They had crossed the common; they had come to the foot of the wood; and they did not go on to the highway, for Miss Francie suggested that the sylvan path was the more interesting. And so they passed in among the trees, making their way through the straggling undergrowth, while the soft March wind blew moist and sweet all around them, and the blackbirds and thrushes filled the world with their silver melody, and in the more distant woods the ringdoves crooned. Maurice Mangan followed her--in silence. Perhaps he was thinking of Lionel; perhaps he was thinking of the confession she had made in crossing the common; at all events, he did not address her; and when she stooped to gather some hyacinths and anemones he merely waited for her. But as they drew near to the farther end of the coppice the path became clearer, and now he walked by her side.

"Miss Francie," he said (and it was _his eyes that were cast down now), "you were speaking of the ideals that girls in the country may form for themselves--and girls everywhere, I dare say; but don't you think it rather hard?"

"What is?"

"Why, that you should raise up an impossible standard, and that poor common human beings, with all their imperfections and disqualifications, are sent to the right about."

"Oh, no," Miss Francie said, cheerfully. "You don't understand at all. A girl does not form her ideal out of her own head. She is not clever enough to do that; or, rather, she is not stupid enough to try to do that. She takes her ideal from some one she knows--from the finest type of character she has met; so that it is not an impossible standard, for one person, at least, has attained to it."

"And, for the sake of that one, she discards all those unfortunates who, by their age or appearance or lack of position or lack of distinction, cannot hope to come near," he said, rather absently. "Isn't that hard? It makes all sorts of things so hopeless, so impossible. You put your one chosen friend on this pedestal; and then all the others, who might wish to win your regard, they know what the result of comparison would be, and they go away home and hide their heads."

"I don't see, Mr. Mangan," she said, in a somewhat low voice, and yet a little proudly too, "why you should fear comparison with any one--no, not with any one; or imagine that anything could--could displace you in the regard of your friends."

He hesitated again--anxious, eager, and yet afraid. At last he said, rather sadly,

"I wish I knew something of your ideals, and how far away beyond human possibility they are."

"Oh, I can tell you," she said, plucking up heart of grace, for here was an easy way out of an embarrassing position. "My ideal woman is Sister Alexandra, of the East London Hospital. She was down here last Sunday--sweeter, more angelic than ever. That is the noblest type of woman I know. And I was so glad she enjoyed her rare holiday; and when she went away in the evening we had her just loaded with flowers for her ward."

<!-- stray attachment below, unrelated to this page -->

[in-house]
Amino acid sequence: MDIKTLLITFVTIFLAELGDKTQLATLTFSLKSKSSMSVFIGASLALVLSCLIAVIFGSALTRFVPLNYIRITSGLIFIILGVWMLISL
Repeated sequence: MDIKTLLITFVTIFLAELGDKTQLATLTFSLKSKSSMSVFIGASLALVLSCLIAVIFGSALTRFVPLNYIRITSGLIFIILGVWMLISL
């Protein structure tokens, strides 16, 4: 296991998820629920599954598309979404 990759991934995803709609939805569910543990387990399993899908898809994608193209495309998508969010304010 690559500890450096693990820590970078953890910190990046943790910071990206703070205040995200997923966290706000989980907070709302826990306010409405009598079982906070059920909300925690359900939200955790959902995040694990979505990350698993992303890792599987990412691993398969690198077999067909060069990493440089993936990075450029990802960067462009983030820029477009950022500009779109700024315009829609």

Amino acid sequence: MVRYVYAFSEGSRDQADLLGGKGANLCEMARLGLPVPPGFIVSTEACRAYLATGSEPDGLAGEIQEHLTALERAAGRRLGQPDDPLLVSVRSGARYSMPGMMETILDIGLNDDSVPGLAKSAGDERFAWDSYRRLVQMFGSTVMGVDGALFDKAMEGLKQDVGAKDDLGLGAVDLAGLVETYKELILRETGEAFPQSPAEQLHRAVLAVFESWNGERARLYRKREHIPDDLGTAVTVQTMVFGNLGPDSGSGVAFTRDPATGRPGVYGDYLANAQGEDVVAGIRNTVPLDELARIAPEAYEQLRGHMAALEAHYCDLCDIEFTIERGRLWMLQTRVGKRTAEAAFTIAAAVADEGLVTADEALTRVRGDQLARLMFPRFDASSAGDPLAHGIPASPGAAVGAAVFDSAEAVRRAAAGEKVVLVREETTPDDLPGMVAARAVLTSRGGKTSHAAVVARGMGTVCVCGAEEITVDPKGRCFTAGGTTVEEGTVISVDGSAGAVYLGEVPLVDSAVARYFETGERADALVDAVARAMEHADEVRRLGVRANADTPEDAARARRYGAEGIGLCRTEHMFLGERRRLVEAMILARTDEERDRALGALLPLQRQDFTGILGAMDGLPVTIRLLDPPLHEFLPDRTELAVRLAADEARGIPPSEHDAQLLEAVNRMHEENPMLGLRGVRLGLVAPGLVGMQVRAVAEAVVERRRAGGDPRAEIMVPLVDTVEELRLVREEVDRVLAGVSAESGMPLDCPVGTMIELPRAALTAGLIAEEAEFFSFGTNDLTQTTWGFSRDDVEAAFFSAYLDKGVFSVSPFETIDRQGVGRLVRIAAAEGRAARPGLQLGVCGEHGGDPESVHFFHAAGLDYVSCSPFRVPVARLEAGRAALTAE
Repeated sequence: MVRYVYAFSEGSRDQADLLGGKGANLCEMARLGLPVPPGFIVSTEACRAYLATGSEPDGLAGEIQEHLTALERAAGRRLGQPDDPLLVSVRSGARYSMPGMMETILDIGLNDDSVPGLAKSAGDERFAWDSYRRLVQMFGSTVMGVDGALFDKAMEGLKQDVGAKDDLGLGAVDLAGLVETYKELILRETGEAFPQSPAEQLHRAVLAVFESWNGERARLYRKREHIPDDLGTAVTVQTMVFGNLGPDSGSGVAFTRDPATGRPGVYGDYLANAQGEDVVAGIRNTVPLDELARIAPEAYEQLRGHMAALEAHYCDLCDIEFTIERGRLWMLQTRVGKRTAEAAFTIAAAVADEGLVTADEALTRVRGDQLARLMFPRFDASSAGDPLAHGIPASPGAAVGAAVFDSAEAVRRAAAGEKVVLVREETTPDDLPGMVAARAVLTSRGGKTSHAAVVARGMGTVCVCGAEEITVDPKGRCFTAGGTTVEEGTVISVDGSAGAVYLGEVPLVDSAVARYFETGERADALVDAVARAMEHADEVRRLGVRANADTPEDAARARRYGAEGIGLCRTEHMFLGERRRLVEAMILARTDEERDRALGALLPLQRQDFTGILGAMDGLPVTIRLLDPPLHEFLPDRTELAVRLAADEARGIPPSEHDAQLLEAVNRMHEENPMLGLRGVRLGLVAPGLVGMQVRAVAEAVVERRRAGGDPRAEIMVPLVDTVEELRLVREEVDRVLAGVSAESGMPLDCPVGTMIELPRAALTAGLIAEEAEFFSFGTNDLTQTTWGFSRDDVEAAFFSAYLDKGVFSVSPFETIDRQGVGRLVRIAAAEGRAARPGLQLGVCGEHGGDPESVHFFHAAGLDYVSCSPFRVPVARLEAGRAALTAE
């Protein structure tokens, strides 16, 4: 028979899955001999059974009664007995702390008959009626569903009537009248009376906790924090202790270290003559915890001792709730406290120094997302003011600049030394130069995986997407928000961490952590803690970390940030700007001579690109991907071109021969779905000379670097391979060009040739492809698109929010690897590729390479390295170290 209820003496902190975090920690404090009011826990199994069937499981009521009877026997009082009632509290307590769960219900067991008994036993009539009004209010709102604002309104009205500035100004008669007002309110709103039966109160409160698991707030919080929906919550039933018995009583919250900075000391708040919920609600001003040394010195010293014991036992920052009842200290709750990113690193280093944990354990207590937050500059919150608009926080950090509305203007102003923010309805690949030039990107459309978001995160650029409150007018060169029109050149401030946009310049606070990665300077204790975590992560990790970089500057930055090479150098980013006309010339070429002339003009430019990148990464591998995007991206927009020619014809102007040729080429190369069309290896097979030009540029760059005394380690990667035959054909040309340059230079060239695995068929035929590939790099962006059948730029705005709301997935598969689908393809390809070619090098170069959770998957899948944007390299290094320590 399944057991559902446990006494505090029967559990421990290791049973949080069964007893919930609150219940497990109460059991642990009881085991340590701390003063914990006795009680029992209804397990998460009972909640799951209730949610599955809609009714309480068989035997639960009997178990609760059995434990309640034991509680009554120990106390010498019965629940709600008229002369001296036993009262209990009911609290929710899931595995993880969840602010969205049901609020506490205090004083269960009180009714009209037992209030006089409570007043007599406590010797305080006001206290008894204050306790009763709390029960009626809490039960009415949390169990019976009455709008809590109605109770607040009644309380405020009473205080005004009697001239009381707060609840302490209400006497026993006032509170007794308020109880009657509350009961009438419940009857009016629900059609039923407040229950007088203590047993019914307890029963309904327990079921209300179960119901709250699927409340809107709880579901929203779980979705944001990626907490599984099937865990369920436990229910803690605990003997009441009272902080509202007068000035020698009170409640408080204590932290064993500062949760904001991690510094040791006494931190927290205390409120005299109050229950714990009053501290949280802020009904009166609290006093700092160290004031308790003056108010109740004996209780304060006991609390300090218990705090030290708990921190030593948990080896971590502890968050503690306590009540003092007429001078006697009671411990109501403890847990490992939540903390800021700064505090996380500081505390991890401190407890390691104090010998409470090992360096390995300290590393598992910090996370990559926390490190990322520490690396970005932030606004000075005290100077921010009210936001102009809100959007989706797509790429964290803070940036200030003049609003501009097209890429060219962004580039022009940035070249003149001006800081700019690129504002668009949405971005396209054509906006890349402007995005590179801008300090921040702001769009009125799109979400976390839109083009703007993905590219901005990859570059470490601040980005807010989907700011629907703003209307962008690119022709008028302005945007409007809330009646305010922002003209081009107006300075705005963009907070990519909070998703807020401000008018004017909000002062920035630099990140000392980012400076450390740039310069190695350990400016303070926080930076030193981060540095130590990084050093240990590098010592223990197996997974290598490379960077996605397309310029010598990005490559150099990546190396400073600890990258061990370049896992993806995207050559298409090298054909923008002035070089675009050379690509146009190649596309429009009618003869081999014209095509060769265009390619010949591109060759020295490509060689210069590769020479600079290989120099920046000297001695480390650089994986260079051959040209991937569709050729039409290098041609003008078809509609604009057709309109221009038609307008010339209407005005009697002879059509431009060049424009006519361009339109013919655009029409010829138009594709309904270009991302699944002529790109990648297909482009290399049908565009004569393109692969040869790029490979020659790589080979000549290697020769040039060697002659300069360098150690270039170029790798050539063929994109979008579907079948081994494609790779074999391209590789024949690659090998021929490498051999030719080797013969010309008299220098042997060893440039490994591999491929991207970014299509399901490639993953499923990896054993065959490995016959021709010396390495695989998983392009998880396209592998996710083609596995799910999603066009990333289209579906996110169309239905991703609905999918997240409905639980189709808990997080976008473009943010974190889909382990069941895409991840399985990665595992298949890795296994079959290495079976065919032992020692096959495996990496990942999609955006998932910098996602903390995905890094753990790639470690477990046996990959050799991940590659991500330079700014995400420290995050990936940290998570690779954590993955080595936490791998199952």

"And the ideal man?"

"Oh," said Miss Francie, hurriedly, "I hardly know about that. Of course, when I--when I spoke of Linn a little while ago, I did not wish to say anything against him--certainly not--no one admires his better qualities more than I do--but--but there may be other qualities--"

They were come to the wooden gate opening on to the highway; he paused ere he lifted the latch.

"Francie," said he, "do you think that some day you might be induced to put aside all your high standards and ideals, and--and--in short, accept a battered old journalist, without money, position, distinction, without any graces, except this, that gratitude might add something to his affection for you?"

Tears sprang into her eyes, and yet there was a smile there, too; she was not wholly frightened--perhaps she had known all along.

"Ah, and you don't understand yet, Maurice!" she said, and she frankly gave him her hand, and her eyes were kind even through her tears. "You don't understand what I have been saying to you, that a girl's ideal is one particular person--her ideal is the man or woman whom she admires and loves the most. Can you not guess?"

"Francie, you will be my wife?" he said to her, drawing her closer to him, his hands clasped round her head.

She did not answer. She was silent for a second or two. And then she said, with averted eyes,

"You spoke of gratitude, Maurice. I know who has the most reason to be grateful--and who will try the hardest to show it."

So that betrothal was completed; and when they passed out from the coppice into the whiter air, behold! the wild March skies had parted somewhat, and there was a shimmer of silver sunlight along the broad highway between the hedges. It was an auspicious omen--or, at least, their full hearts may have thought so; and then, again, there was a wedding chorus all around them from the birds--from the bright-eyed robin perched on the crimson bramble-spray; from the speckled thrush on the swaying elm; from the lark far-hovering over a field of young corn. But in their own happiness they had thought of others; Francie soon came back to Lionel again and his grievous misfortunes; and she was listening with meekness to this tall, clear-eyed man, who could now claim a certain gentle authority over her. They were a long time before they got to the doctor's house.